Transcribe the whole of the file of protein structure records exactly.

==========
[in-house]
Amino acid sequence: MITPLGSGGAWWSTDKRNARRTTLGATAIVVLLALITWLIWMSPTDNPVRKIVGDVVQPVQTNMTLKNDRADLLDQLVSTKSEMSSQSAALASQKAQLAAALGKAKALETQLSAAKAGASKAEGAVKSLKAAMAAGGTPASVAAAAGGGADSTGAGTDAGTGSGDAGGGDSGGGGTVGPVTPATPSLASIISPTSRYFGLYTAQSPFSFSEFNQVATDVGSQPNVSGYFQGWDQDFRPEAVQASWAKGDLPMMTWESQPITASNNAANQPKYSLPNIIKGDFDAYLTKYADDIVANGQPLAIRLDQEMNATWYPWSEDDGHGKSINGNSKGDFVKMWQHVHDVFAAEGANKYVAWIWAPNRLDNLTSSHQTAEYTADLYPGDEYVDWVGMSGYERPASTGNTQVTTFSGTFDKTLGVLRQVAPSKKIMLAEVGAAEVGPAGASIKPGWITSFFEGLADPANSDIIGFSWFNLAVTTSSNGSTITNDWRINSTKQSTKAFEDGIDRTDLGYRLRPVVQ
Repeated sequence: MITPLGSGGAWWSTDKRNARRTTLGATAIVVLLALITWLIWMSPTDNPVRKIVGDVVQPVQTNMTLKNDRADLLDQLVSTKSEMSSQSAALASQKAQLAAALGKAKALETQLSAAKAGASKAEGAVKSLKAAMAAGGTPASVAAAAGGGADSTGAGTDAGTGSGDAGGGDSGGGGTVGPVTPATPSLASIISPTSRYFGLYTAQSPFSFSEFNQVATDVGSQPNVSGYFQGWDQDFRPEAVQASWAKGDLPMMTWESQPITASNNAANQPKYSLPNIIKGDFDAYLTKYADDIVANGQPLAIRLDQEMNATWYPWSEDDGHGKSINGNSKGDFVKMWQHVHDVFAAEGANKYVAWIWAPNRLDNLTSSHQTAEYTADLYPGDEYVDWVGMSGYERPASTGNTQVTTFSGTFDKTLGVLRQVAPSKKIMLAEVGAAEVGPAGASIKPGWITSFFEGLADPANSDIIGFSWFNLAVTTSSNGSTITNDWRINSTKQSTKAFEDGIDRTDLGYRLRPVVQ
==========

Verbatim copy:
[in-house]
Amino acid sequence: MITPLGSGGAWWSTDKRNARRTTLGATAIVVLLALITWLIWMSPTDNPVRKIVGDVVQPVQTNMTLKNDRADLLDQLVSTKSEMSSQSAALASQKAQLAAALGKAKALETQLSAAKAGASKAEGAVKSLKAAMAAGGTPASVAAAAGGGADSTGAGTDAGTGSGDAGGGDSGGGGTVGPVTPATPSLASIISPTSRYFGLYTAQSPFSFSEFNQVATDVGSQPNVSGYFQGWDQDFRPEAVQASWAKGDLPMMTWESQPITASNNAANQPKYSLPNIIKGDFDAYLTKYADDIVANGQPLAIRLDQEMNATWYPWSEDDGHGKSINGNSKGDFVKMWQHVHDVFAAEGANKYVAWIWAPNRLDNLTSSHQTAEYTADLYPGDEYVDWVGMSGYERPASTGNTQVTTFSGTFDKTLGVLRQVAPSKKIMLAEVGAAEVGPAGASIKPGWITSFFEGLADPANSDIIGFSWFNLAVTTSSNGSTITNDWRINSTKQSTKAFEDGIDRTDLGYRLRPVVQ
Repeated sequence: MITPLGSGGAWWSTDKRNARRTTLGATAIVVLLALITWLIWMSPTDNPVRKIVGDVVQPVQTNMTLKNDRADLLDQLVSTKSEMSSQSAALASQKAQLAAALGKAKALETQLSAAKAGASKAEGAVKSLKAAMAAGGTPASVAAAAGGGADSTGAGTDAGTGSGDAGGGDSGGGGTVGPVTPATPSLASIISPTSRYFGLYTAQSPFSFSEFNQVATDVGSQPNVSGYFQGWDQDFRPEAVQASWAKGDLPMMTWESQPITASNNAANQPKYSLPNIIKGDFDAYLTKYADDIVANGQPLAIRLDQEMNATWYPWSEDDGHGKSINGNSKGDFVKMWQHVHDVFAAEGANKYVAWIWAPNRLDNLTSSHQTAEYTADLYPGDEYVDWVGMSGYERPASTGNTQVTTFSGTFDKTLGVLRQVAPSKKIMLAEVGAAEVGPAGASIKPGWITSFFEGLADPANSDIIGFSWFNLAVTTSSNGSTITNDWRINSTKQSTKAFEDGIDRTDLGYRLRPVVQ